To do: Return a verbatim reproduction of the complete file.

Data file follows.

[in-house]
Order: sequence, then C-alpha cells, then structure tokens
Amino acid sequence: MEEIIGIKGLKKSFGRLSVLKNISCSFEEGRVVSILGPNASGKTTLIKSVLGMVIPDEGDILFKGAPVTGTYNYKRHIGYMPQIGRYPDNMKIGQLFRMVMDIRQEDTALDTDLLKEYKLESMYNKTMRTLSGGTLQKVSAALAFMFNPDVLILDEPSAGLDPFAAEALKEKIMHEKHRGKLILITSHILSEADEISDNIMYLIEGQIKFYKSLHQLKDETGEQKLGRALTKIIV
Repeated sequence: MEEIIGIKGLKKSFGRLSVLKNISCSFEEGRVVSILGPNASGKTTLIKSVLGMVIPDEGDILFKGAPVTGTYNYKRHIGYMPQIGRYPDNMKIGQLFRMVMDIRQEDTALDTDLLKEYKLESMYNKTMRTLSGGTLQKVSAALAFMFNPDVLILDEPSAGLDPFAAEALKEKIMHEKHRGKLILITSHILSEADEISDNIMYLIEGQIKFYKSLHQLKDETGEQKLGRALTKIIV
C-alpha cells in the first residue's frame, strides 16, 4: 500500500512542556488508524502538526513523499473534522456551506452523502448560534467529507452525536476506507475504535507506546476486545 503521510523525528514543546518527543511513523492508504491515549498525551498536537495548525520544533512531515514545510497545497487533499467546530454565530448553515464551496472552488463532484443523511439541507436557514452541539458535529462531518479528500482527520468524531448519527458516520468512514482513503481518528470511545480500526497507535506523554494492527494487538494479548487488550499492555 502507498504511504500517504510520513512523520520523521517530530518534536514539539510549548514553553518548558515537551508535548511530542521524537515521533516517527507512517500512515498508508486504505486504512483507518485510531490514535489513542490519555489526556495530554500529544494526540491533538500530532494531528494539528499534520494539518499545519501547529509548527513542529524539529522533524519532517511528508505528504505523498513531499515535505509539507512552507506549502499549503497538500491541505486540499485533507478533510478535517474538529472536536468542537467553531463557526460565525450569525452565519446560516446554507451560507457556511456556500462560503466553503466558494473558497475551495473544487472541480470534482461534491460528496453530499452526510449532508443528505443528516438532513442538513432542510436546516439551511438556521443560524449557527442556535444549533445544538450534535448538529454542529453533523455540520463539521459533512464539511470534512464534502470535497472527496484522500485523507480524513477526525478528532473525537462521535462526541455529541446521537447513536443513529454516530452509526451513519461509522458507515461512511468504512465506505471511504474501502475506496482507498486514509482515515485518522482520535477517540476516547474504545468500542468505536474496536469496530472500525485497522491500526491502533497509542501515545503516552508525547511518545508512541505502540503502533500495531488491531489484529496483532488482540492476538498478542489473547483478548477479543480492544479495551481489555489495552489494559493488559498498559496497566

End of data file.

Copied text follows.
[in-house]
Order: sequence, then C-alpha cells, then structure tokens
Amino acid sequence: MEEIIGIKGLKKSFGRLSVLKNISCSFEEGRVVSILGPNASGKTTLIKSVLGMVIPDEGDILFKGAPVTGTYNYKRHIGYMPQIGRYPDNMKIGQLFRMVMDIRQEDTALDTDLLKEYKLESMYNKTMRTLSGGTLQKVSAALAFMFNPDVLILDEPSAGLDPFAAEALKEKIMHEKHRGKLILITSHILSEADEISDNIMYLIEGQIKFYKSLHQLKDETGEQKLGRALTKIIV
Repeated sequence: MEEIIGIKGLKKSFGRLSVLKNISCSFEEGRVVSILGPNASGKTTLIKSVLGMVIPDEGDILFKGAPVTGTYNYKRHIGYMPQIGRYPDNMKIGQLFRMVMDIRQEDTALDTDLLKEYKLESMYNKTMRTLSGGTLQKVSAALAFMFNPDVLILDEPSAGLDPFAAEALKEKIMHEKHRGKLILITSHILSEADEISDNIMYLIEGQIKFYKSLHQLKDETGEQKLGRALTKIIV
C-alpha cells in the first residue's frame, strides 16, 4: 500500500512542556488508524502538526513523499473534522456551506452523502448560534467529507452525536476506507475504535507506546476486545 503521510523525528514543546518527543511513523492508504491515549498525551498536537495548525520544533512531515514545510497545497487533499467546530454565530448553515464551496472552488463532484443523511439541507436557514452541539458535529462531518479528500482527520468524531448519527458516520468512514482513503481518528470511545480500526497507535506523554494492527494487538494479548487488550499492555 502507498504511504500517504510520513512523520520523521517530530518534536514539539510549548514553553518548558515537551508535548511530542521524537515521533516517527507512517500512515498508508486504505486504512483507518485510531490514535489513542490519555489526556495530554500529544494526540491533538500530532494531528494539528499534520494539518499545519501547529509548527513542529524539529522533524519532517511528508505528504505523498513531499515535505509539507512552507506549502499549503497538500491541505486540499485533507478533510478535517474538529472536536468542537467553531463557526460565525450569525452565519446560516446554507451560507457556511456556500462560503466553503466558494473558497475551495473544487472541480470534482461534491460528496453530499452526510449532508443528505443528516438532513442538513432542510436546516439551511438556521443560524449557527442556535444549533445544538450534535448538529454542529453533523455540520463539521459533512464539511470534512464534502470535497472527496484522500485523507480524513477526525478528532473525537462521535462526541455529541446521537447513536443513529454516530452509526451513519461509522458507515461512511468504512465506505471511504474501502475506496482507498486514509482515515485518522482520535477517540476516547474504545468500542468505536474496536469496530472500525485497522491500526491502533497509542501515545503516552508525547511518545508512541505502540503502533500495531488491531489484529496483532488482540492476538498478542489473547483478548477479543480492544479495551481489555489495552489494559493488559498498559496497566